Objectives: To assess whether olfactory deficits are present in the general Guamanian Chamorro population and to evaluate olfaction in each of the four neurodegenerative disease syndromes of Guam: ALS, pure parkinsonism, pure dementia, and the combined parkinsonism-dementia complex (PDC). Background: Olfactory dysfunction was previously reported in patients with PDC of Guam. Methods: We developed a culturally adjusted olfactory test battery, derived from the original University of Pennsylvania Smell Identification Test (UPSIT), and administered this to Chamorro residents with ALS (n=9), pure parkinsonism (n=9), pure dementia (n=11), PDC (n=31), and 53 neurologically normal Chamorro and 25 North American control subjects. Results: Similar, marked olfactory dysfunction was found in all four syndromes of Guamanian neurodegenerative disease. This correlated poorly with measures of parkinsonism and cognition. In the neurologically normal Chamorro control group, six subjects (11%) had very low olfactory scores; these were less than the lowest North American score, raising a question of subclinical neurodegenerative disease. Conclusions: Marked olfactory deficits are common to all four Guamanian neurodegenerative syndromes, and suggest the possibility of similar central neuropathologic substrates. The deficit in the Guamanian ALS group contrasts with idiopathic ALS, in which olfactory function has been reported to be only slightly compromised.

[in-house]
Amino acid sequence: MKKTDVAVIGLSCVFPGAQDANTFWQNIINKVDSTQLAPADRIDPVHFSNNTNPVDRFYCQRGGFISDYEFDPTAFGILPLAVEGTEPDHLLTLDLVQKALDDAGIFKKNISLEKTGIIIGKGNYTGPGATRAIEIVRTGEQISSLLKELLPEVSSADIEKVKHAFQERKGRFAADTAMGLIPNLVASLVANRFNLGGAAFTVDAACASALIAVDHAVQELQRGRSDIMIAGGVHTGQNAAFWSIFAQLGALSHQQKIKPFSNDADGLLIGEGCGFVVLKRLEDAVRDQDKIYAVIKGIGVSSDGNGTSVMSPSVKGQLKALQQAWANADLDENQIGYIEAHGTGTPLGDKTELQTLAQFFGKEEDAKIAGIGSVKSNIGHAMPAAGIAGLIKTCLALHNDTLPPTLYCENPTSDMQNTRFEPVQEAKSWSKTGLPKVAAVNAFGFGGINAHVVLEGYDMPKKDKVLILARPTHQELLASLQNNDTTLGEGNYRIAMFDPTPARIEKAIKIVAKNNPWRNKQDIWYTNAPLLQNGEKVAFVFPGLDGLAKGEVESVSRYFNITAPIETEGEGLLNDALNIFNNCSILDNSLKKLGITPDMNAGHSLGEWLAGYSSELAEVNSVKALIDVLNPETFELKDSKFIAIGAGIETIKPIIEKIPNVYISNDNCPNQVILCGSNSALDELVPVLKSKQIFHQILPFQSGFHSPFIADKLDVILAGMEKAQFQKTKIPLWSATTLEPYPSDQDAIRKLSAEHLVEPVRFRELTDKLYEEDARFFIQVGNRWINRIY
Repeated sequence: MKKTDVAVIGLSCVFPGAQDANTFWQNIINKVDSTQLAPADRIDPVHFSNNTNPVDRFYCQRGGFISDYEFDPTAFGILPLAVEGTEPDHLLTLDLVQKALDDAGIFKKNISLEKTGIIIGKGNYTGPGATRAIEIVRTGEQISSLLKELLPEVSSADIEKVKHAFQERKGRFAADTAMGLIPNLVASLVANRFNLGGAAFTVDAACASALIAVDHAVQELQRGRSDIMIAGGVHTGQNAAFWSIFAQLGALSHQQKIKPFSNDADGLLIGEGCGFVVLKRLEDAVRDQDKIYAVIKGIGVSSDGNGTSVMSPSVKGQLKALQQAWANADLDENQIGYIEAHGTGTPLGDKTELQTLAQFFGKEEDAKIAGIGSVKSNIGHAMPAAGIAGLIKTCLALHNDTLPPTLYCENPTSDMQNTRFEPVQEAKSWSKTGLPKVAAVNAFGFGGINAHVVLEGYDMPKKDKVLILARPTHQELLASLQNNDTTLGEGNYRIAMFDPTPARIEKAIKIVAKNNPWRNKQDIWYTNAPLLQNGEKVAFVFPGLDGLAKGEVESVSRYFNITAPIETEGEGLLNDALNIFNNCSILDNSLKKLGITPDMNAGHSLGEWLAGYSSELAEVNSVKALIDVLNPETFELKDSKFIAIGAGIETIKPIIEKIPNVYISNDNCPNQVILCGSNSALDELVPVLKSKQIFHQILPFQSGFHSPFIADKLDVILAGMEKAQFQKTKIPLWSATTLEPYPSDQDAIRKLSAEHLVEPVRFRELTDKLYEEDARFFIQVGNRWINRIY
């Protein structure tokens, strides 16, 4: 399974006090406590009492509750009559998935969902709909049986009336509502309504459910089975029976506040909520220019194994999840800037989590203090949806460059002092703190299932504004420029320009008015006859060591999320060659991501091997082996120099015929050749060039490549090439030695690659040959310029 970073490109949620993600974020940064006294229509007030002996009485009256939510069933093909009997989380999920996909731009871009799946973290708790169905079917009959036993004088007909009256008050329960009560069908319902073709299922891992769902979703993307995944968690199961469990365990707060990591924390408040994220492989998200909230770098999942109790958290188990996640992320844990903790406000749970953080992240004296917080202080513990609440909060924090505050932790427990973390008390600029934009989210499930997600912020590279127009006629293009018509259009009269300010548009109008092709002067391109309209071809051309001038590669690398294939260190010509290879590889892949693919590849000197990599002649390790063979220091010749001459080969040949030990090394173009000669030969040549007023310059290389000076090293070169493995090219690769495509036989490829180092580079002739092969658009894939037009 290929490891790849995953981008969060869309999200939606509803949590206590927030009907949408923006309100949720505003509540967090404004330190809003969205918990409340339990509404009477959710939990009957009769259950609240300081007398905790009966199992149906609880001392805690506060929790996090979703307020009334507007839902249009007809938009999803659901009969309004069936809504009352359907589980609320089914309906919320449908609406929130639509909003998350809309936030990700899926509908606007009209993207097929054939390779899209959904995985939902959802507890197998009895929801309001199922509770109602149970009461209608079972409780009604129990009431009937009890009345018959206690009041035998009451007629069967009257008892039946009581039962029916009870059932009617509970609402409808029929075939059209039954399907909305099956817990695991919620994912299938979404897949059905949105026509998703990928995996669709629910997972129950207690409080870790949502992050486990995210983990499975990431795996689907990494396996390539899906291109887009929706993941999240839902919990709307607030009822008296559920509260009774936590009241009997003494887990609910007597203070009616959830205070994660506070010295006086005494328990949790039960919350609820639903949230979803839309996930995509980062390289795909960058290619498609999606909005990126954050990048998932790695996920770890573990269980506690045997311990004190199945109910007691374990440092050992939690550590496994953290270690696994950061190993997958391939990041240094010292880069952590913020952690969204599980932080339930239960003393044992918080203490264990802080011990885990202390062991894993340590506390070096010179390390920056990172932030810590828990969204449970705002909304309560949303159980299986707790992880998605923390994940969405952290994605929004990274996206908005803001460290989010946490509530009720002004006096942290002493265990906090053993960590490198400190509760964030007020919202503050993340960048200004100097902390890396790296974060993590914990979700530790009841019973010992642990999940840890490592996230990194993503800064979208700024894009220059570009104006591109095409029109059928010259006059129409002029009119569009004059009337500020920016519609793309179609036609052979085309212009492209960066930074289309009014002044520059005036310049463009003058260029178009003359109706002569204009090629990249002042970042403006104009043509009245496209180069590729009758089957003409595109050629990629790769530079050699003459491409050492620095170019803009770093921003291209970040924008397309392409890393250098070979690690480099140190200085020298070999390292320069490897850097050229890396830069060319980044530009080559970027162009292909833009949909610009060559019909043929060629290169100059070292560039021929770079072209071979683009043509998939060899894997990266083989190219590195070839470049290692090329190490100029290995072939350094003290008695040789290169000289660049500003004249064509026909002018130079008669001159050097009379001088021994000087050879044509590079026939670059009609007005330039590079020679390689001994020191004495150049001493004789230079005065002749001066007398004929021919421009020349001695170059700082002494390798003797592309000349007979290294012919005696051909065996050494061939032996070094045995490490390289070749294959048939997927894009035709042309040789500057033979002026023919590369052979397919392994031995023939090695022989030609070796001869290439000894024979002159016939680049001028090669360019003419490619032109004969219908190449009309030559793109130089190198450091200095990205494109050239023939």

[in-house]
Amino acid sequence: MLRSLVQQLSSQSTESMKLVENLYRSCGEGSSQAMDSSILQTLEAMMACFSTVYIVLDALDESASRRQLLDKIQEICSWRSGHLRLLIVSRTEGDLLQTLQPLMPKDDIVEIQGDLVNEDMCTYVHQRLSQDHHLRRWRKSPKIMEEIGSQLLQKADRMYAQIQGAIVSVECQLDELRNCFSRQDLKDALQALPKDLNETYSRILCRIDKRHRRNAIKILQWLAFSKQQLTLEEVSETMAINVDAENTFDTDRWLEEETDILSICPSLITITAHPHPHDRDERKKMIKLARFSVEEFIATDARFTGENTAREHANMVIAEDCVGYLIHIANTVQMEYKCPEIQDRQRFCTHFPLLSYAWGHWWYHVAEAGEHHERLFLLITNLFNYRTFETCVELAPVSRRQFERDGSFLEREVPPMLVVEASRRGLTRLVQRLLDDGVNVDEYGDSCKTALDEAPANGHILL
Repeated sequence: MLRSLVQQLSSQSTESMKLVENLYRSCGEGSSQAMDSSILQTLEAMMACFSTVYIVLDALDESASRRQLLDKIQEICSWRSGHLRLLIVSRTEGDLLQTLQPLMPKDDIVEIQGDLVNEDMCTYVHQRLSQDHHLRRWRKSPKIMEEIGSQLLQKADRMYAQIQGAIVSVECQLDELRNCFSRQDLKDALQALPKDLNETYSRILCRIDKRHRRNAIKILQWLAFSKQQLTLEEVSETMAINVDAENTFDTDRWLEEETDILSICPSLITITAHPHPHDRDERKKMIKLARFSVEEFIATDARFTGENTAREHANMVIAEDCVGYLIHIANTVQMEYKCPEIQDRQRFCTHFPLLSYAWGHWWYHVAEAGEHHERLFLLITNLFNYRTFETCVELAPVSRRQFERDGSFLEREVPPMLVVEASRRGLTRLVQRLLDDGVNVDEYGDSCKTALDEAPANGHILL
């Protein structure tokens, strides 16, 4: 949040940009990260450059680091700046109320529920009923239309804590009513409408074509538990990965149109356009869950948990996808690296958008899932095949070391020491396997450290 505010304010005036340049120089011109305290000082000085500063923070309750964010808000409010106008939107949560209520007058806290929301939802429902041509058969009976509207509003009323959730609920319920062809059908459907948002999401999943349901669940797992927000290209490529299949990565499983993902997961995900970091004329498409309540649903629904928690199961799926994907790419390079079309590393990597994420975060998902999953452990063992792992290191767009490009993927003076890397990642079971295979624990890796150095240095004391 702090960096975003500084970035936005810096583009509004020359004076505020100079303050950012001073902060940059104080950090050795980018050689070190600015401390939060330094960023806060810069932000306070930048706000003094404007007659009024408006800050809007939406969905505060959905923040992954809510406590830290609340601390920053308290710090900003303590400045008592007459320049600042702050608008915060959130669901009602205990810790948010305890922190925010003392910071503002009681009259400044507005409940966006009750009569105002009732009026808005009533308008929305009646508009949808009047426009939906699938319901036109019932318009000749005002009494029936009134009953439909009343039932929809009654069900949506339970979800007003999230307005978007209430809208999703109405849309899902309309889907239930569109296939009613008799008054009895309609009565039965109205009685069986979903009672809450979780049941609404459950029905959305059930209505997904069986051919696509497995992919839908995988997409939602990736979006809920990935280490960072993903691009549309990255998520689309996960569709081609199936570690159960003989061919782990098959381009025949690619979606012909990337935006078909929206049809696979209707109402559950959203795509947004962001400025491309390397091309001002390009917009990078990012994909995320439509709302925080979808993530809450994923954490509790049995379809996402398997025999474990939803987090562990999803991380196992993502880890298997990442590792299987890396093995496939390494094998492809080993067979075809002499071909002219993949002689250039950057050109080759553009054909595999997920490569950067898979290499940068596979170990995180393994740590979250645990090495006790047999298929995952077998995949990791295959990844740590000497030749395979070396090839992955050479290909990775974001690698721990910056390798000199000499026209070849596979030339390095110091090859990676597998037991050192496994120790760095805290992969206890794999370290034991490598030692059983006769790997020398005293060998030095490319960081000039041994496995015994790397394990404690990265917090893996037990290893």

ASJC Scopus subject areas
- Clinical Neurology